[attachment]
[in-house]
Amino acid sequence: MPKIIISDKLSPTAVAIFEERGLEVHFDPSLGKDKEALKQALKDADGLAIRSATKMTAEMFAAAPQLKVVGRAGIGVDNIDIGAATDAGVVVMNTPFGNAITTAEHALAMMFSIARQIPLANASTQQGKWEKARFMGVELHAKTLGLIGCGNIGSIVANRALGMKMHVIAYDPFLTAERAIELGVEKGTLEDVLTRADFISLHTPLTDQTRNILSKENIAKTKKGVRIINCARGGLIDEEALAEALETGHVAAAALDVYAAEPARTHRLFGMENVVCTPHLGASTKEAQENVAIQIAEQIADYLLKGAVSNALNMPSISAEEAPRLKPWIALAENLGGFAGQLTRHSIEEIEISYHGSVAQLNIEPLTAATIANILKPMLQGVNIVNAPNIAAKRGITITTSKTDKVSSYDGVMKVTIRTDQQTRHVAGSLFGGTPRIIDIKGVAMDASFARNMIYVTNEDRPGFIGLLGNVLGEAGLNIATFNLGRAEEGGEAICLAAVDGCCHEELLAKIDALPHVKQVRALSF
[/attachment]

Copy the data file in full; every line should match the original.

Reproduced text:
[in-house]
Amino acid sequence: MPKIIISDKLSPTAVAIFEERGLEVHFDPSLGKDKEALKQALKDADGLAIRSATKMTAEMFAAAPQLKVVGRAGIGVDNIDIGAATDAGVVVMNTPFGNAITTAEHALAMMFSIARQIPLANASTQQGKWEKARFMGVELHAKTLGLIGCGNIGSIVANRALGMKMHVIAYDPFLTAERAIELGVEKGTLEDVLTRADFISLHTPLTDQTRNILSKENIAKTKKGVRIINCARGGLIDEEALAEALETGHVAAAALDVYAAEPARTHRLFGMENVVCTPHLGASTKEAQENVAIQIAEQIADYLLKGAVSNALNMPSISAEEAPRLKPWIALAENLGGFAGQLTRHSIEEIEISYHGSVAQLNIEPLTAATIANILKPMLQGVNIVNAPNIAAKRGITITTSKTDKVSSYDGVMKVTIRTDQQTRHVAGSLFGGTPRIIDIKGVAMDASFARNMIYVTNEDRPGFIGLLGNVLGEAGLNIATFNLGRAEEGGEAICLAAVDGCCHEELLAKIDALPHVKQVRALSF